• Hemodynamics, biochemical and reflexive changes produced by atenolol in hypertension. (ahajournals.org)
  • The book's approach is aimed at students and researchers entering this field from engineering, applied mathematics, biotechnology or medicine, wishing to engage in this emerging and exciting field of computational hemodynamics modelling. (springer.com)
  • J. R. Cebral, F. Mut, M. Raschi, E. Scrivano, P. Lylyk and C. M. Putman, Aneurysm rupture following treatment with flow diverting stents: Computational hemodynamics analysis of treatment ,, AJNR Am. J. Neuroradiol , 32 (2011), 27. (aimsciences.org)
  • We present a modeling framework designed for patient-specific computational hemodynamics to be performed in the context of large-scale studies. (nih.gov)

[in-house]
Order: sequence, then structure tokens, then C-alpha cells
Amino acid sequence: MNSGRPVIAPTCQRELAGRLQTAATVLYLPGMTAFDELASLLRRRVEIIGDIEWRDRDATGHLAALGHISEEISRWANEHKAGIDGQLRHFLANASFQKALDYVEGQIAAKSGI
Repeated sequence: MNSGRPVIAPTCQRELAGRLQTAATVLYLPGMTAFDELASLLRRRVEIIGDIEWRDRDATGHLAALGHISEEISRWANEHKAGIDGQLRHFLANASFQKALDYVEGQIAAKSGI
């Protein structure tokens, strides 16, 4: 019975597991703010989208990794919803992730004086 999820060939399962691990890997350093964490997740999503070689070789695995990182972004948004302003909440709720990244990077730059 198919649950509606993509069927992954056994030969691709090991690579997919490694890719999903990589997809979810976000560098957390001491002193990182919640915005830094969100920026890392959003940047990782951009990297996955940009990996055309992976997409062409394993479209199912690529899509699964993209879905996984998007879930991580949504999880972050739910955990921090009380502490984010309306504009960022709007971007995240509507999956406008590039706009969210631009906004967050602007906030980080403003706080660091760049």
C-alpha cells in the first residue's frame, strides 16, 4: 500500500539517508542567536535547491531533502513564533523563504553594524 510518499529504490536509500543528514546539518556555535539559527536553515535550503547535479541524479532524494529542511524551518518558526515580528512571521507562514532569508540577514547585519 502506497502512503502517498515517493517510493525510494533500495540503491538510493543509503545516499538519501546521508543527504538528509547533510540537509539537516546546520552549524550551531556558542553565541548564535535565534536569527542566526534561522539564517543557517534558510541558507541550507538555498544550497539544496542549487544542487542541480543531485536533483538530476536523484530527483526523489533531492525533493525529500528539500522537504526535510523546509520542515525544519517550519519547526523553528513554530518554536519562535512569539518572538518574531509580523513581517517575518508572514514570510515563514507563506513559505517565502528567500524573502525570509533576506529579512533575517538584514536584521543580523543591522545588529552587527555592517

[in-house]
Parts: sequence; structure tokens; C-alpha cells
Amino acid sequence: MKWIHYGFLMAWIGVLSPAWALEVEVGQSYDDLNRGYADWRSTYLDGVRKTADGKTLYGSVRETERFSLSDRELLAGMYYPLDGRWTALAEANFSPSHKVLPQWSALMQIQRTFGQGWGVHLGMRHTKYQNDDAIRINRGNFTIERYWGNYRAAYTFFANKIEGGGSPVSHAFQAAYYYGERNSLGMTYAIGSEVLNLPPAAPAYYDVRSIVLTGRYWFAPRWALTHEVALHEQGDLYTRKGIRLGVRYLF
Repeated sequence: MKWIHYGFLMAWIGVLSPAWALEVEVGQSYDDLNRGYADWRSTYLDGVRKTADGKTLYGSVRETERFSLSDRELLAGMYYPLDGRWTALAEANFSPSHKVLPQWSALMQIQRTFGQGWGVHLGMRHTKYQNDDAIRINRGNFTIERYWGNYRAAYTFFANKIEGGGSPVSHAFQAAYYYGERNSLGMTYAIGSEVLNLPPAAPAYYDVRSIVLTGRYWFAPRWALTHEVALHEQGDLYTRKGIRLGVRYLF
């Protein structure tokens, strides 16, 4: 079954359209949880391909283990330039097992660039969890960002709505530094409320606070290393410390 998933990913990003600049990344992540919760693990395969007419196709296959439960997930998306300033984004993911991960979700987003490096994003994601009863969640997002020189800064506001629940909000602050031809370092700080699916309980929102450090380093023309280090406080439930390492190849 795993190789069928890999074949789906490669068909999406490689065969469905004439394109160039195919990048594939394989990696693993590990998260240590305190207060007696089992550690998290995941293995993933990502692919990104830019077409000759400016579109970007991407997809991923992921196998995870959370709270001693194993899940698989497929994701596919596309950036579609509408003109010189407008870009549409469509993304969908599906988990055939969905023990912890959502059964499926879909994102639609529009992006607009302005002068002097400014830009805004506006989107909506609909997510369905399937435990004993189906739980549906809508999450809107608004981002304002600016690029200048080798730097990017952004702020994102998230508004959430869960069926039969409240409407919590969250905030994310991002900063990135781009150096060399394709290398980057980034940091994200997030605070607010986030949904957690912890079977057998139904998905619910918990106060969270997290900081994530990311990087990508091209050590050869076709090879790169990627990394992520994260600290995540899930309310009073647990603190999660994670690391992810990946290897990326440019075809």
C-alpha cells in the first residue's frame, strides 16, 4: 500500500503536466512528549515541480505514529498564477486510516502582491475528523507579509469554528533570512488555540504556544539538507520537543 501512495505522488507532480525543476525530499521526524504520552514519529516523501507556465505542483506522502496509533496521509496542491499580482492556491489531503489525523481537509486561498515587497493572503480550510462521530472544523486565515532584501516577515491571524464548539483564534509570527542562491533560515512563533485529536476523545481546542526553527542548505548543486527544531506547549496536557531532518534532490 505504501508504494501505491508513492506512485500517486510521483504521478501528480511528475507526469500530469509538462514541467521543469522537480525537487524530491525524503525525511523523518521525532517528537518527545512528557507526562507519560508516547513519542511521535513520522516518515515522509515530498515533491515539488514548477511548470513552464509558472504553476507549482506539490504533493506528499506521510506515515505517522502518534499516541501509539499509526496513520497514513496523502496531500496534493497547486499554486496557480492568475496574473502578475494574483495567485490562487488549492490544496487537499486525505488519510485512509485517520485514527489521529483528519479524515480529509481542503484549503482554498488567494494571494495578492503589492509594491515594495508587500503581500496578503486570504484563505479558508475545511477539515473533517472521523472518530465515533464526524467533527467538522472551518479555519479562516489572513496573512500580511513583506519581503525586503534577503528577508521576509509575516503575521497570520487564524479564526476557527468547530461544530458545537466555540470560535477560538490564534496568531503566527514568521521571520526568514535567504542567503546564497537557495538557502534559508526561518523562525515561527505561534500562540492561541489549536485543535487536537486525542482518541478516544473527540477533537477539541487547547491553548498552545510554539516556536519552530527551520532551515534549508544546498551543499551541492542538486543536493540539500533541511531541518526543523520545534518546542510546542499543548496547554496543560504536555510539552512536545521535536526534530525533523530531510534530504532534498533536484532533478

• The framework is available as part of an open-source effort, the Vascular Modeling Toolkit, a first step towards the sharing of tools and data which will be necessary for computational hemodynamics to play a role in evidence-based medicine. (nih.gov)
  • M. D. Ford, S. W. Lee, S. P. Lownie, D. W. Holdsworth and D. A. Steinman, On the effect of parent-aneurysm angle on flow patterns in basilar tip aneurysms: Towards a surrogate geometric marker of intra-aneurismal haemodynamics ,, Journal of Biomechanics , 41 (2008), 241. (aimsciences.org)
  • Examples of work include development of novel structural models of vascular mechanics, evaluation of structure-function relationships in extracellular matrix, myocardial mechanics in heart failure, role of blood flow in changes in vascular cell expression, role of flow factors in bicuspid aortic valves, and hemodynamics of congenital heart disease. (ucdenver.edu)